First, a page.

>CEE: If it ain’t nationalism, and it ain’t violent, then it ain’t news

>

Romania, Bulgaria, Serbia and Croatia and perhaps stretching a point Ukraine seem belatedly – and thus in somewhat different form – to be undergoing the politics of liberalization and decommunization played out in most core CEE states in 1990s. I hadn’t taken a big interest in this until recently. In the same way, London taxi drivers won’t go South of the river [Thames] without good reason, I’ve tended to be a bit reluctant to go South of Danube. Prompted by a slew of exam answers on Romania’s presidential-parliamentary stand-off, which has just seen President Traian Basescu avoid impeachment procedures as the result of an overwhelming referendum with underwhelming (25%) turnout.

The immediate culprit was my energetic teaching assistant, who specializes in Romanian politics, and spotted that – along with President Yushchenko’s recent contretemps with the Ukrainian parliament – it was a useful case for testing out the contradictions of semi-presidential constitution as vehicle for effective reform in new democracies.

Coincidentally, in the run up to the Romanian referendum media outlets, including no less than Al-Jazeera and BBC World, were energetically firing off emails and phone messages in trying to find talking heads at short notice. The media, broadcast media especially, have mistaken assumption that any academic with a specialism in East European politics is basically current affairs analyst manqué with their fingers on events of any one of a dozen countries, able to offer sound bite sized insights on… well just about on just about anything dramatic anywhere in the region. Most academics can, of course, say interesting and informed things about some issues and some countries. Some can even do sound bites but I had no desire to try and navigate the complexities of Romanian politics on live TV (or pretend to).

Perhaps because it is a large country Romania with a deal of political and economic problems and (always good copy) sizeable numbers of nationalist extremists, it seems (occasionally) to register much more than the rest of CEE. The drama of Romania’s political crisis seemed to have caught Western media attention – with coverage in print media such as The Times, the FT and The Guardian and, it seems, on news TV – although similar events in Lithuania in 2004, which actually saw President Rolandas Paksas impeached (admittedly fairly overwhelmingly by parliament and without a referendum) barely caused a ripple in the international media. I guess that the image of embattled reformer fighting off obstructive politicos has more pathos than a populist outsider being booted out for dodgy dealings with a Russian businessman. Here, I think, Boris Yelstin’s conflict with the Russian parliament in 1992-3 was probably the master frame for such coverage. Curious though, how such conflicts tend often tend to pit presidents against erstwhile allies in parliaments that initially appear reformist and supportive. Could be that such standoffs are as much about coalition dynamics – as big reform blocs quickly splinter having gained power – than as a life or death struggle for reform and the soul of the nation?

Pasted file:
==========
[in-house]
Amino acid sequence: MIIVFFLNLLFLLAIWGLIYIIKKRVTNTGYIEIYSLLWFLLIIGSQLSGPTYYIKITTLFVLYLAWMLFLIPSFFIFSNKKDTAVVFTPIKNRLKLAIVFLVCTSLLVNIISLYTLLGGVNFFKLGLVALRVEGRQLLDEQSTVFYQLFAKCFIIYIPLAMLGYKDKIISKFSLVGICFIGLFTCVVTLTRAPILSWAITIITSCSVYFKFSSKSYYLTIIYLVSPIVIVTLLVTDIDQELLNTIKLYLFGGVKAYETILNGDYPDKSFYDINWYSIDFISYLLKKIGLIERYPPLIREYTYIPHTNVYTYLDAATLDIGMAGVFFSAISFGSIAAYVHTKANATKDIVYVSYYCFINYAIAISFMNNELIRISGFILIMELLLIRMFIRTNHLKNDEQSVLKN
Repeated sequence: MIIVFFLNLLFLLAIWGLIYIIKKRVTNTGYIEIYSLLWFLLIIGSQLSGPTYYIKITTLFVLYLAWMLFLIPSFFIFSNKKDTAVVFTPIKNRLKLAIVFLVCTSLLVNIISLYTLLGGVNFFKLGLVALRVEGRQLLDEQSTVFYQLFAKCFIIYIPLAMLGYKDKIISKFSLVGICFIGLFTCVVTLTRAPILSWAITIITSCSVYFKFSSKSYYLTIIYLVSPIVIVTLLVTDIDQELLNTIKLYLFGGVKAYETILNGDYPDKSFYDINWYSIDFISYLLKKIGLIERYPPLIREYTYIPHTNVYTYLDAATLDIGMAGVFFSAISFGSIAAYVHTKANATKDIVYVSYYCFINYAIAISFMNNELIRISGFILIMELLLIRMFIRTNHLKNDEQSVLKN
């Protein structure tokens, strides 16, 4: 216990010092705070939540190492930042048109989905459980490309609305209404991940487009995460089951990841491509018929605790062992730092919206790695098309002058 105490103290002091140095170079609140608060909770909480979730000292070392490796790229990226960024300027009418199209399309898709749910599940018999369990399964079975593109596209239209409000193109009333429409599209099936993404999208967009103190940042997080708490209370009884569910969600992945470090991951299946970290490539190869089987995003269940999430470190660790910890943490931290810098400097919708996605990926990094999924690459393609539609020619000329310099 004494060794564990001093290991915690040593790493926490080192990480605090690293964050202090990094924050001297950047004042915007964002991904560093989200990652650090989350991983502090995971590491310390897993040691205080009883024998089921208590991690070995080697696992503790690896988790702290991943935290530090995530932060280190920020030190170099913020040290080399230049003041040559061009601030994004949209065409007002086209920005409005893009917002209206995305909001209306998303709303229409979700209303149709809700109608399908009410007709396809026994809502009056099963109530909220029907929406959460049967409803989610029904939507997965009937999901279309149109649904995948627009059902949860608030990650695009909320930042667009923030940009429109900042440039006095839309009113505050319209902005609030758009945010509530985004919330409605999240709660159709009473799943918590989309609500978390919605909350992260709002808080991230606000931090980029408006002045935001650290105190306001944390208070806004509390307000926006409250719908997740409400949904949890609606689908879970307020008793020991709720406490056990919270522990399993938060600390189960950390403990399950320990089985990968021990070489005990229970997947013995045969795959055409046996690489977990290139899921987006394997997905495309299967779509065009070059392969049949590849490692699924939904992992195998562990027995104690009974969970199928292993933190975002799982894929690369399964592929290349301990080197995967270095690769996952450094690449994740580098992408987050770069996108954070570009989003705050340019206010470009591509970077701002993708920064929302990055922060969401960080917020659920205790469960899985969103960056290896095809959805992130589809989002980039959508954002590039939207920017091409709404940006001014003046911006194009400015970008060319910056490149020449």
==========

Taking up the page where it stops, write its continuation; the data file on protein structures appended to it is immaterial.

Of course size matters too. Poland is the only other state in the region to have a similar profile: this currently centres on sensitivities and oddities of its governing Terrible Twins and illiberal attitudes to homosexuality on the Polish right, although the Roma-bashing antics of Czech politicians (Jiří Čuněk, Christian Democrat leader and deputy PM is currently the best known exponent) also sometimes get an airing. Bar that you need a sprinkling of violence and extremism to make the headlines. The Hungary (far) right street politics that emerged in the wake of Fidesz’s narrow election defeat in 2002 and continued in fits and spurts until it managed to take Hungarian TV off the air Hungary’s Socialist PM got himself into dire trouble last year with some taped truth-telling about the parlous state of the Hungarian economy and how he had fibbed to win an election. And of course, recent riots in Estonia have garnered more coverage for that country than any amount of e-government and flat taxation …

Basically, if don’t have a have a charismatic head of state playing the Lone Ranger of post-communist reform, and it ain’t got nationalism, and it ain’t violent, then, really, ain’t news…

I guess that demonstrates a kind liberal agenda for Central and Eastern Europe so perhaps I should approve.

But somehowI don’t…

Advertisements

Leave a Reply

Please log in using one of these methods to post your comment:

WordPress.com Logo

You are commenting using your WordPress.com account. Log Out / Change )

Twitter picture

You are commenting using your Twitter account. Log Out / Change )

Facebook photo

You are commenting using your Facebook account. Log Out / Change )

Google+ photo

You are commenting using your Google+ account. Log Out / Change )

Connecting to %s

%d bloggers like this: